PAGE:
A month after Hamidullah’s death, 14-year-old Shaukat Ali from the Karam Bagh area also died in a firearm accident. According to the local Swat Kabal police, Ali was showing his friend how Hamidullah had killed himself, when his finger touched the trigger and the gun went off, the bullet hitting him in the head.

Supervision of children’s online activity

Moeen Ali is an 18-year-old daily-wager who loads and unloads poultry from vehicles for distributors in Shangla. He spends most of his spare time on social media, particularly on TikTok. Ali’s passion is to get famous, to gain more followers on TikTok by recording stunts.

In July, he posted a video of himself weeping, along with a caption that he would commit suicide on Eidul Azha and announcing that his funeral would be held after 12 o’clock. Following that, local social activists took screengrabs of his video and posted them on Facebook, demanding police take immediate action. The police contacted Moeen and had him delete the video. The police also warned him to avoid such stunts in the future.

But Saad Umar was not as lucky. The 18-year-old TikToker from Bisham committed suicide by hanging himself from a ceiling fan in his house on June 7. Saad, too, had posted a status about his suicide but there was no intervention. His father told the media that his son had asked for the hand of a relative’s daughter, but the proposal had been turned down since the girl was already engaged. This was most likely the reason behind his suicide.

Dr Sarah Naqvi, a Lahore-based clinical psychologist at the Central Park Medical College Teaching Hospital, says there is no denying that social media has a significant impact on the mental wellbeing of the youth, with most in the age bracket of 10 to 24 being social media users.

According to a survey conducted by Dr Naqvi in collaboration with UNDP in Chitral, the use of the social media was the second leading cause of suicide in the area, among youth aged between 12 and 30. The survey revealed that those who spend two or more hours on the internet daily suffer from poor mental health; their distress increases with time, often leading to depression.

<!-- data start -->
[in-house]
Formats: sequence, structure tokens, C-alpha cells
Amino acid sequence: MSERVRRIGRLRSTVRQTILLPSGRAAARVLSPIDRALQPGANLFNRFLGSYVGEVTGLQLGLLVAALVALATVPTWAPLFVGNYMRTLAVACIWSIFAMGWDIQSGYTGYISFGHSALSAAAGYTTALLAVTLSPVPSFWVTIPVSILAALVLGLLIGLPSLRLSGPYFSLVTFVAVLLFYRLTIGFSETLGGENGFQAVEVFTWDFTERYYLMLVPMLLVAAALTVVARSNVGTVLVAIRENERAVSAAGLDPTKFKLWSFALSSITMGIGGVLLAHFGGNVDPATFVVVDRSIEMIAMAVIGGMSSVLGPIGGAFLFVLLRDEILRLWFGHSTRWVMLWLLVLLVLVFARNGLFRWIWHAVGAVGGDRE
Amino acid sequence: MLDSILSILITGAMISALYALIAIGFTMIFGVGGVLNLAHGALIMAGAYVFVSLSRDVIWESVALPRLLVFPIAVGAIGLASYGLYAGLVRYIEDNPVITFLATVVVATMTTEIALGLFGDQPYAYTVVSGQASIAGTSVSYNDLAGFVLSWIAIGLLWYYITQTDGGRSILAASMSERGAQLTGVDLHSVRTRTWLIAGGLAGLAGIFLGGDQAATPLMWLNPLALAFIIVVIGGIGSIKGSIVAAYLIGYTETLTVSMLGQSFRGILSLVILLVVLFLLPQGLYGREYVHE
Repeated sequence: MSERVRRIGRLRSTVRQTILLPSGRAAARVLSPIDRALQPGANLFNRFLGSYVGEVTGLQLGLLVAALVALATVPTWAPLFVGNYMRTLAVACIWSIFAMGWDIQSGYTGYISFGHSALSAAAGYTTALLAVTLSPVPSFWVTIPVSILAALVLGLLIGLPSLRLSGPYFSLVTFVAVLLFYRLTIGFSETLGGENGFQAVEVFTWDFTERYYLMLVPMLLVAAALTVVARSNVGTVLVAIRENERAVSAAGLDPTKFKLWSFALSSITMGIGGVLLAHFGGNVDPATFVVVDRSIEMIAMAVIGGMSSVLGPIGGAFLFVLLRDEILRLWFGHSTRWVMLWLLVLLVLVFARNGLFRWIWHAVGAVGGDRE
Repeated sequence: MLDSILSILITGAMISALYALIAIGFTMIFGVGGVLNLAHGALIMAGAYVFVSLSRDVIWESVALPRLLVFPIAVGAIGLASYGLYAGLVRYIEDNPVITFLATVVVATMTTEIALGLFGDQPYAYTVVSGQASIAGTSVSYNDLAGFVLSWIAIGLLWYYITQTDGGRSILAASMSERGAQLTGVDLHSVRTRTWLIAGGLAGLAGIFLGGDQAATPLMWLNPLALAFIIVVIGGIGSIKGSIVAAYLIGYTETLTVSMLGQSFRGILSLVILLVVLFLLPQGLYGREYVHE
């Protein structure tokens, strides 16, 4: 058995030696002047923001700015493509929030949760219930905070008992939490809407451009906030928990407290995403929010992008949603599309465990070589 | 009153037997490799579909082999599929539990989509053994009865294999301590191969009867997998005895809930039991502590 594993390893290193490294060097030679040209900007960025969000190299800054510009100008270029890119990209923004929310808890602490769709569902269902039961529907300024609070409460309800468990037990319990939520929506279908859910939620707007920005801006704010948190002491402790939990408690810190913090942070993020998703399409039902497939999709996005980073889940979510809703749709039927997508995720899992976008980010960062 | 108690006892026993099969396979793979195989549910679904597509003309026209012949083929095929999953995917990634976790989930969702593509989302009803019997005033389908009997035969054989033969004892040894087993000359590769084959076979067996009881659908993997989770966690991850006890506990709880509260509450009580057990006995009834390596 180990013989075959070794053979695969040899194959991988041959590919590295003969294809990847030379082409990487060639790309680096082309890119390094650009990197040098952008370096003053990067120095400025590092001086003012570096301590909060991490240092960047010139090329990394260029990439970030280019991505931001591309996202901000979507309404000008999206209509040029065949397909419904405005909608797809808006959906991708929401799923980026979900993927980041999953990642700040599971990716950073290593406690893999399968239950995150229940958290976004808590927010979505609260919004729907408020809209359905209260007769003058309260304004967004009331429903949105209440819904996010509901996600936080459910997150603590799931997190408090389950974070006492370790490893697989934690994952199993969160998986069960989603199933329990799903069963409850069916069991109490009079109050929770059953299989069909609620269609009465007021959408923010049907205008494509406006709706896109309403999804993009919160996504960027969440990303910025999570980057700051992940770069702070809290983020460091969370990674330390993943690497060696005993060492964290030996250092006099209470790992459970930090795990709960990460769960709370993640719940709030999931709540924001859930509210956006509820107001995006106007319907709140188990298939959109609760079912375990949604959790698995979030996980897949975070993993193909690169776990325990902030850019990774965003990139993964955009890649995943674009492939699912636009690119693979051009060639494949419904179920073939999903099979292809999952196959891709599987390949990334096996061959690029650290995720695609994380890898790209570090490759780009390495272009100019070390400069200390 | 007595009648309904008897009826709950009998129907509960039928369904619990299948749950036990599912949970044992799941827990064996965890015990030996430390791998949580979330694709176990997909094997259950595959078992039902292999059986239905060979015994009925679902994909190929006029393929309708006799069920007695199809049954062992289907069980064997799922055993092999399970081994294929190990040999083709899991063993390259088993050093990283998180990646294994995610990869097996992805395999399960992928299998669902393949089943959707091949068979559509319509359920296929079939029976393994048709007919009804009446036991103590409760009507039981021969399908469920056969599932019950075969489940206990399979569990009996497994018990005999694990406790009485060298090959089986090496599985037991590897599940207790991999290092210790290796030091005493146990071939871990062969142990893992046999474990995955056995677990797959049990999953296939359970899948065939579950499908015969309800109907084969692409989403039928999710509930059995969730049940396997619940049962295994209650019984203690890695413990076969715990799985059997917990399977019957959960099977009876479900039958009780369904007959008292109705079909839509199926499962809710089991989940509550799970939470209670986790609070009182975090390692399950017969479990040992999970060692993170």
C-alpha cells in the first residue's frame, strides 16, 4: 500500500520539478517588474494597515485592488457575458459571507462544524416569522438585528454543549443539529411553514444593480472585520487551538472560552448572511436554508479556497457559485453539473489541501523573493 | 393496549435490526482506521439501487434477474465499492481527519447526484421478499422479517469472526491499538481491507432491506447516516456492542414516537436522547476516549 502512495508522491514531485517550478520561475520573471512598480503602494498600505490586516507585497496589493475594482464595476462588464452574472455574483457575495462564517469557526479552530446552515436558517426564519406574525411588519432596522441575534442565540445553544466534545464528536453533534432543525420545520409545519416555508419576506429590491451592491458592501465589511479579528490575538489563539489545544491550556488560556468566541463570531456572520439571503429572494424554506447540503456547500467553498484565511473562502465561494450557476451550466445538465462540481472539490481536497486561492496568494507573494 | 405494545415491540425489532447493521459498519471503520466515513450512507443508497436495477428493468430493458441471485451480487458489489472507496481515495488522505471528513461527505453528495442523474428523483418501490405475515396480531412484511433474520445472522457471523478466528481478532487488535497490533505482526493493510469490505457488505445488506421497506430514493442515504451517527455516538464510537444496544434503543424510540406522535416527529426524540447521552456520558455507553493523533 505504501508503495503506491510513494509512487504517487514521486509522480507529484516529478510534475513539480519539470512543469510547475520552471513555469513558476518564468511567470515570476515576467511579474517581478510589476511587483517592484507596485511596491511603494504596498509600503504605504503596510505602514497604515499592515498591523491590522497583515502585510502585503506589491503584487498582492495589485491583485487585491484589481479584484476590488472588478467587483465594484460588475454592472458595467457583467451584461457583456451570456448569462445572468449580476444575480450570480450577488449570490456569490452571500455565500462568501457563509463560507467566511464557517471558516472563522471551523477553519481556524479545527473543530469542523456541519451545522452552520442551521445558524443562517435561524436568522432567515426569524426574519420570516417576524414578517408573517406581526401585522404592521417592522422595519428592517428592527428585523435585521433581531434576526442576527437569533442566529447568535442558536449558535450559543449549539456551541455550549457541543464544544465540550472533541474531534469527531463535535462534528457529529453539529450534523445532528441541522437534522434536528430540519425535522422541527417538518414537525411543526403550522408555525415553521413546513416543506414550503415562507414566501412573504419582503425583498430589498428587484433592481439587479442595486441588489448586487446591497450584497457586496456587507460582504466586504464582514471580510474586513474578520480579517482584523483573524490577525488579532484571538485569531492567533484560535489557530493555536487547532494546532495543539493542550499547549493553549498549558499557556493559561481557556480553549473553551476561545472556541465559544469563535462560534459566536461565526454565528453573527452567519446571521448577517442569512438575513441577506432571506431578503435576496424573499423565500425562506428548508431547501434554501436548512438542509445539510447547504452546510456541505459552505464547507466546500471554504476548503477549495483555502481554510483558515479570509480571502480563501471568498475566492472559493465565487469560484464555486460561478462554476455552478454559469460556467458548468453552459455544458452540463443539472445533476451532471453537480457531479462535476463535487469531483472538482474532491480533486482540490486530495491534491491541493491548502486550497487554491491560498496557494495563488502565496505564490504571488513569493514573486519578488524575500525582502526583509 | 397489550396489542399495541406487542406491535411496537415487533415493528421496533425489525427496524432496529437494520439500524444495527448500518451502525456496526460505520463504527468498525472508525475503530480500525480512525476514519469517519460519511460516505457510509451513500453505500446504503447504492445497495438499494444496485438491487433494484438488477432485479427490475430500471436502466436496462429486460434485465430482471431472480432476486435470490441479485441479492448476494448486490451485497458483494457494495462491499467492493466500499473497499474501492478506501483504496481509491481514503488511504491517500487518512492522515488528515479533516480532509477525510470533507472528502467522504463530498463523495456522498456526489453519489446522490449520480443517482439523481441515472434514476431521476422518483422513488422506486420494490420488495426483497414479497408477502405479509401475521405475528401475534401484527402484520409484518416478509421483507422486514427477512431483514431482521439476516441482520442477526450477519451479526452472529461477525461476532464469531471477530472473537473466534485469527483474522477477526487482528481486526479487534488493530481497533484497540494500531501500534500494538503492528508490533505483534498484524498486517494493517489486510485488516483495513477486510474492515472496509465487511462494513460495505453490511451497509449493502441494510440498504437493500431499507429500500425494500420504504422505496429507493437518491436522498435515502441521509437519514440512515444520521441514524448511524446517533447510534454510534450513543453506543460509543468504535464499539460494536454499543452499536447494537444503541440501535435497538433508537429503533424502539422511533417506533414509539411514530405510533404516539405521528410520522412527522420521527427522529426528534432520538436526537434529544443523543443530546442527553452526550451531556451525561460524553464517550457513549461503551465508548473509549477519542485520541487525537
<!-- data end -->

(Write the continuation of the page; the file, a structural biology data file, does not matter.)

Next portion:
“The use of social media among teens is also linked to low self-esteem,” says Dr Naqvi. “They compare themselves with others and this lowers self-esteem and increases risk-taking behavior. As you see nowadays, TikTokers often lose their lives after putting themselves at risk while filming videos in dangerous situations,” she explains.

Thirteen-year-old Qudratullah from Chakesar in Shangla district was known for his TikTok videos in which he imitated the stunts on the Turkish drama series Ertugrul. On April 4, Qudratullah’s phone kept recording him after he hung a rope on his rooftop to jump for a stunt but the rope accidentally tightened around his neck, strangling him. Three hours later, his mother found him dead on the rooftop.

The young TikToker’s father, Ghulam Habib, now says he would never have gone to sleep if he had been aware that his son could die while filming a video. Qudratullah was his only child, born after 20 years of marriage. Ghulam Habib says he sold off his agricultural lands in order to raise his son and provide him a comfortable life, but TikTok took it too soon.

Hammad Hassan, an Islamabad-based human rights activist and television producer, stresses the importance of parental guidance for children’s well-being. “Parents must keep a check on the activity of their children on Tiktok, because there are all kinds of videos which have a great impact on children,” he says. “You can also say that Tiktok is a ‘social evil’ to some extent,” he adds.

Dr Naqvi, on the other hand, advises a more discerning responsibility for parents. “People cannot cut off their children from technology and the internet because it is also necessary for studies and other purposes,” says Dr Naqvi. In fact, she adds, a contributing factor to this social problem is a lack of family support and proper attention and care given to children.

“Nowadays family members spend most of their time using mobile phones,” she says, whereas parents need to give time to their children, not always as adults, but as their friends too. “Give them proper time and strive to develop mutual interests,” she advises.

Published in Dawn, EOS, October 10th, 2021